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A Call For Product Portability


Products deployed in an enterprise are constituent building blocks in a larger information technology (IT) architecture. The deployment and runtime characteristics of each individual product and its underlying infrastructure naturally vary across organizations, requiring each deployed product to be further tailored to local IT needs. These processes of procurement and local configuration vary greatly across customers as an accepted part of "implementation time" and "total cost of ownership" (TCO) for incorporating a product into the enterprise. This lack of infrastructural pre-coordination can result in extremely long IT implementation cycles for any capability to be added to, or changed within, an architecture, especially when underlying infrastructure is completely proprietary to the local institution and/or vendor platform.

Burdens of local implementation are confounded by a rise in interest for portable, declarative clinical knowledge such as HL7 Fast Healthcare Interoperability Resources (FHIR) Clinical Reasoning, as well as libraries of directly executable clinical knowledge such as HL7 CDS Hooks services and HL7 Clinical Quality Language (CQL). Any reduction to time spent in the discovery, evaluation, procurement, implementation, and maintainence of a product within an enterprise service oriented architectures is of great value to the HIT community as a source of increasing architectural agility. For organizations willing to invest in automated deployment of such standards-based products, direct savings could be substantial. The Marketplace API specification serves as a building block for orchestrating the exchange of such portable products and computable knowledge.

The Next Generation

Newer standards, notably FHIR, FHIR implementation guidance (e.g. Substitutable Medical Applications Reusable Technologies or "SMART-on-FHIR"), CDS Hooks, CQL and similar standards present several double-edged swords to health IT (HIT).

The ability to decouple standard-based solutions from underlying data authorities allows for great flexibility and removes reliance on repetitious point-to-point negotiations of current product procurement proceesses, allowing application developers to focus on creating applications based on common, open APIs. SOAs can still experience explosive growth in integration complications due to the combinatorics of integrations, unfortunately; more so when connections span heterogeneous networks.

The intentional extensibilty of FHIR introduces risk of a standards-based health IT software market that is still not interoperable to a desired extent. The Marketplace API specification offers operators flexibility to innovate while also encouraging adoption of over-arching product principles in cybersecurity, pricing, customer transparency, software provenence, and other non-functional areas.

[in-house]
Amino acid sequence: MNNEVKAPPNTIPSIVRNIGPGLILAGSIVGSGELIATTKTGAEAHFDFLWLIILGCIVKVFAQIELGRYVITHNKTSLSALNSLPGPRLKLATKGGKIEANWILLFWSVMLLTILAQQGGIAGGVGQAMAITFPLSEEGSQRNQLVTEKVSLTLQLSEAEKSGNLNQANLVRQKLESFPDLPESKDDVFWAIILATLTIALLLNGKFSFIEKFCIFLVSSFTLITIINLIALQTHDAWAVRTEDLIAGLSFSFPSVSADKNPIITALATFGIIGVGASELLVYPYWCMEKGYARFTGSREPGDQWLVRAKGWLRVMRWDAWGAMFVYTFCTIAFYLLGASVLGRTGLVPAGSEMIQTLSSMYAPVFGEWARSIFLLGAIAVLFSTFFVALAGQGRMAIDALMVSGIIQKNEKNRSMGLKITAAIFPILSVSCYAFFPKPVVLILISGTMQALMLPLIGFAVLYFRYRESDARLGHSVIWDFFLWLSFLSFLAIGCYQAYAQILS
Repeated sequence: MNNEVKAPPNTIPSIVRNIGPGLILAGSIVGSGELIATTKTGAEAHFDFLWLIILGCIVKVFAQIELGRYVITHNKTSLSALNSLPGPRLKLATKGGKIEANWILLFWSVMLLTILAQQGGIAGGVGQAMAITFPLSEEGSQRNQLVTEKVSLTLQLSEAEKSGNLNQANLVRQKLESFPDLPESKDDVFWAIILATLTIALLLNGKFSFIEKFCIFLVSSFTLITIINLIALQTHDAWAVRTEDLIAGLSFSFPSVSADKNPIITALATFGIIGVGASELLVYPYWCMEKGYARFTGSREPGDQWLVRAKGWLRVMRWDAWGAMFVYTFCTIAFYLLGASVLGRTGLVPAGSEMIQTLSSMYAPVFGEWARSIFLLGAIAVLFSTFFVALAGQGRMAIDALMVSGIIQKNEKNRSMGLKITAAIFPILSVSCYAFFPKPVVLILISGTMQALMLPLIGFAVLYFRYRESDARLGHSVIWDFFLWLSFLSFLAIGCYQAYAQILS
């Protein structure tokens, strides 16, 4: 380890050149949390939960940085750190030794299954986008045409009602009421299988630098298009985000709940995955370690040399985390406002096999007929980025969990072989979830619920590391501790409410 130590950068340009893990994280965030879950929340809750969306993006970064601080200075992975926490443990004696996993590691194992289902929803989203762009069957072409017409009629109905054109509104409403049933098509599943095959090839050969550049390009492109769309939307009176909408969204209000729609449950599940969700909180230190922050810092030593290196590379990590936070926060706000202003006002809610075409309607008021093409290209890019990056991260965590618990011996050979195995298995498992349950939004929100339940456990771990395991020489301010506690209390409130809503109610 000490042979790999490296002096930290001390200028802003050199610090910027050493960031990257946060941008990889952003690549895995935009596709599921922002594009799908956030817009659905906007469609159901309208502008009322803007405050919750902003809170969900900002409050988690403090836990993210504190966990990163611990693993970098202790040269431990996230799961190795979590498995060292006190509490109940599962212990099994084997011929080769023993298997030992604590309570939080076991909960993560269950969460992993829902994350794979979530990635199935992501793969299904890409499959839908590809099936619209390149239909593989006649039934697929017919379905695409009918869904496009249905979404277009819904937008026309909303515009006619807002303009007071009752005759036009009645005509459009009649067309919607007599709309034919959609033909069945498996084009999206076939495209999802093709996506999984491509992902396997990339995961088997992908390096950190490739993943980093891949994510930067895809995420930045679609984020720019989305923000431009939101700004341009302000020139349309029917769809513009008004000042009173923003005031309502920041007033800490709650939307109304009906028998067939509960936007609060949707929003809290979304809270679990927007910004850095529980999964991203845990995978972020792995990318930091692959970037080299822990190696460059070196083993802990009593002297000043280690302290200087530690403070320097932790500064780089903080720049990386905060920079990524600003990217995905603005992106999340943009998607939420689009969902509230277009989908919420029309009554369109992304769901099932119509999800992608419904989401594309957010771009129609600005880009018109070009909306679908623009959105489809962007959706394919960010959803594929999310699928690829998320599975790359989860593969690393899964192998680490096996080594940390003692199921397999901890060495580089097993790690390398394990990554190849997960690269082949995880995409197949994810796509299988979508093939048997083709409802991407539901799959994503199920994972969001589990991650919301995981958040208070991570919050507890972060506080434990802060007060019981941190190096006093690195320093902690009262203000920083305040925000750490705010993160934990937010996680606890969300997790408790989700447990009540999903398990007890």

Product Software Development Life Cycles (SDLCs)

The release cycles of independent software vendors (ISV) that develop IT products rarely align with the maintenance and support practices of customer production environments, often resulting in update delays from years to decades if program managers batch changes from many vendor systems into periodic internal rollouts. Implementations of the Marketplace specification aim to lower these burdens by normalizing the idea of product "injection": automating updates to deployed services and content within live environments using principles of continuous deployment and delivery.

Pertaining to FHIR-oriented specifications such as SMART and CDS Hooks, consideration is paid to the ability of health systems to run hybrid SOA environments mixing on-premise data centers with cloud providers. Healthcare systems are already familiar with the benefits of cloud IaaS, but are rarely able to leverage it to boundless degree. A SMART UI application, for example, may need to be hosted locally due to VPN, DNS, or content filtering restrictions at the network level. Similarly, a CDS Hooks service may not be permitted to execute over the public Internet as a security policy, lack of suitable service level agreement (SLA), data use agreement (DUA), or infinite number of other concerns raised by CISOs and stakeholders.

Marketplace-level interoperability is not limited to "applications". Many types of standards-based products may be published and distributed by this specification, both within and external to the HL7 family of standards. In jurisdictions where regulatory boundaries have been drawn between "app store"-like systems and runtime platforms, this specification also serves to deliniate those boundaries between "marketplace" and runtime "platform".